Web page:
Viva España, and the Spanish Motorcycle Industry | CRANKED

A Museum of Strange and Wonderful Motorcycles In Barcelona, Spain

Bikes like this charming post-war Derbi are typical of what you’ll see at Barcelona’s Museu Moto: classic, slightly quirky, utterly unfamiliar to American eyes.©Motorcyclist

Turn off La Rambla and the walls close in while the blue sky rises to form narrow, geometric lanes. Doorways emit the aroma of meaty leather goods: purses and belts that seem cured, not tanned. Cigarette smoke is everywhere, along with the sound of shattering glass as last night’s bottles crash into trash bins. Befuddled tourists step over wooden thresholds trimmed with brass strips worn smooth by centuries of commerce. Countless cobbles slope inward toward the alleyway groin, punctuated occasionally with wrought-iron drain grates that carry away the busy city’s never-ending seep.

This is Barcelona’s Gothic Quarter, a claustrophobic, 1,000-year-old warren that also contains a small, medieval motorcycle museum, The Museu Moto Barcelona, ensconced on the ground floor of the old Sant Felip Neri Convent. Nuns on motorcycles—talk about an irresistible juxtaposition.

For most of the last century, it seems like Spain took the wrong path at every historical crossroad. Yet through all the constant turmoil, Spain’s fanatical motorcycle industry, numbering well more than 80 different marques from Aleu to Villalbi, just kept on pumping out bikes. And when the Iberian brands weren’t busy designing their own motorcycles, they stayed occupied building licensed copies of Ducatis, Moto Guzzis, Hondas, and Yamahas.

It’s easy to walk past the Museu’s discreet glass entrance, a black arch holding tons of stone overhead. Inside, the Museu is divided into three display rooms all connected by a long, L-shaped hallway. A clockwise stroll begins with Spain’s earliest motorcycles, charmingly crude machines with crankcase castings so rough you’d think the foundry used coarse gravel instead of sand.

The tail end of Franco’s dictatorship corresponded with the golden years of Spanish motorcycle racing, when brands like Derbi, practically unknown in the US, ruled the 50cc, 80cc, and 125cc GP classes in the late 1960s and early ’70s. Spanish motocross bikes—which were slightly better known on our shores—won many races too, and Museu Moto catalogs this world-beating era completely.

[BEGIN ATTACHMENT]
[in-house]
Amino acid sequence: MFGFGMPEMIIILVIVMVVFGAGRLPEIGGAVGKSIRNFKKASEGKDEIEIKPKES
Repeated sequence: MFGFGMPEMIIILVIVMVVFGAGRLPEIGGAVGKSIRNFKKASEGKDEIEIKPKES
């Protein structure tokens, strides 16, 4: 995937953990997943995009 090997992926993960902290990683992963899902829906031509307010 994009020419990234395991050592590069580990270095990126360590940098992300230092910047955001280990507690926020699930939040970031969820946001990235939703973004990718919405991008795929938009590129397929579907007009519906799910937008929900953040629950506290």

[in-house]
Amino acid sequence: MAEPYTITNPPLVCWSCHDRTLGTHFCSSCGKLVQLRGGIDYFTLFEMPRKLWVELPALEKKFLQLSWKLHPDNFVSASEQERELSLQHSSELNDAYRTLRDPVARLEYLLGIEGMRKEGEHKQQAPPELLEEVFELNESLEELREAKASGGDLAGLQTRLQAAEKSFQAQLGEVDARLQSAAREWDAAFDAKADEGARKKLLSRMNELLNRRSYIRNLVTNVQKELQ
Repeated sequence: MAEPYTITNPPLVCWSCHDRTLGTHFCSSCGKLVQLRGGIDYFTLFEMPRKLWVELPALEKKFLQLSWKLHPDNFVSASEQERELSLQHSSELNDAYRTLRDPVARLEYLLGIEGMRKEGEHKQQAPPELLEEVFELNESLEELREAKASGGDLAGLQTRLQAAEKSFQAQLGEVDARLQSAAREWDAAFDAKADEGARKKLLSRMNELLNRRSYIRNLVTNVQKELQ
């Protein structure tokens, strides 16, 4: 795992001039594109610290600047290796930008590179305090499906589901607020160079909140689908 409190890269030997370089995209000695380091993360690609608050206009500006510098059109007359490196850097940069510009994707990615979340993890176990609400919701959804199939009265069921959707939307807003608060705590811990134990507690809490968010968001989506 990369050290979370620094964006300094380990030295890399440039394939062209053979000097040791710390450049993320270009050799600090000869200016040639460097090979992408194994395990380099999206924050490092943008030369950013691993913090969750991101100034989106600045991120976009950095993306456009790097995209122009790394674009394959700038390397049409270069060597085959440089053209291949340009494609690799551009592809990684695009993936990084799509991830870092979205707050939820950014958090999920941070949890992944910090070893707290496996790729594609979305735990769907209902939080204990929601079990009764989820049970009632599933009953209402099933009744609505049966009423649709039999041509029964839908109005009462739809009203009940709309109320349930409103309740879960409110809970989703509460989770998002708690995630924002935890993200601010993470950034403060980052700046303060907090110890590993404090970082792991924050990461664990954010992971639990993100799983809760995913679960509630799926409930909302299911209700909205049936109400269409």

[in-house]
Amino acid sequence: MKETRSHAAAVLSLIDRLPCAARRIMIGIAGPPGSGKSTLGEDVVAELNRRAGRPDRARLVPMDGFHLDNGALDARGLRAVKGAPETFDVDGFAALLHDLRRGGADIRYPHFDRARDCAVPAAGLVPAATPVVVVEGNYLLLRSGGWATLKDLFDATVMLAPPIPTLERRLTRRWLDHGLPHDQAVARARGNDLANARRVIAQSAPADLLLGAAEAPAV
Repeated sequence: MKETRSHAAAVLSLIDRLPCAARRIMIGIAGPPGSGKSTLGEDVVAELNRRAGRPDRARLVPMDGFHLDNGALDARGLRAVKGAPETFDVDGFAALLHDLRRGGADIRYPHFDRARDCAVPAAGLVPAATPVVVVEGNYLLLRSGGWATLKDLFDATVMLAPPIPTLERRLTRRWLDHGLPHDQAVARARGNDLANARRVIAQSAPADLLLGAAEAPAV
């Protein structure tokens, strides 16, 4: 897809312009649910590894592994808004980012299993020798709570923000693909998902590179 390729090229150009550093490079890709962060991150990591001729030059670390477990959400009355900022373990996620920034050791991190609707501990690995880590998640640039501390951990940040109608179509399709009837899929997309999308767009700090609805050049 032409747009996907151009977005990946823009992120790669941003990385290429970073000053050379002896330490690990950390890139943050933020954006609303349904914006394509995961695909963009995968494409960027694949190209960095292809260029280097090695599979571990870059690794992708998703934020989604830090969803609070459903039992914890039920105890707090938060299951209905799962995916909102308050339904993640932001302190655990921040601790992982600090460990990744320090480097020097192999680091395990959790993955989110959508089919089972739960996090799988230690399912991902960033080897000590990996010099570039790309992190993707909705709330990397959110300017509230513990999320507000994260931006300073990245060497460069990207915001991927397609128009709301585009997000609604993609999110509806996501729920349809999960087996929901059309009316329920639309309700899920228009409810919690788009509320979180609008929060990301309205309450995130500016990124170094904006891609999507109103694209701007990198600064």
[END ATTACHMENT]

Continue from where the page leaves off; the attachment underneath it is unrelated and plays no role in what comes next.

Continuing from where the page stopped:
"Nuns on motorcycles—talk about an irresistible juxtaposition."

More interesting to me, however, are the dozens of other Iberian motorcycle manufacturers who were not so successful—bikes that never won races and were never sold in the US but that are still fascinating, like the Arisco twin-crank roadracers. How did we miss out on an entire food chain of Latin moto technology?

Good luck learning much about these bikes, however. The Museu’s displays would benefit greatly from a bit more information. Horsepower or performance figures of any sort would be nice, and the bikes are obscure enough that an impromptu smartphone search turns up little.

Of the “Big Three” Spanish brands that achieved any notoriety in the US—Ossa, Bultaco, and Montessa—only Ossa survives today. Spain has not given up on motorcycle production, however. Newer Spanish makes such as Gas Gas, Beta, and Sherco coexist happily alongside Rieju and Derbi, all strange and wonderful motorcycles still built and ridden largely under our American radar.

Re-emerging into the mazelike Gothic Quarter it can be hard to tell where the Museu Moto ends and real life begins. Two-stroke scooters buzz down every street. This city of 4.5 million people runs on premix, baby. Tiny, 50cc Supermotards park beside classically beautiful, daily ridden Metrallas. You’ll be disoriented, directionless, maybe even pickpocketed, but if you’re a motorcycle nut it’s impossible not to fall in love with Barcelona.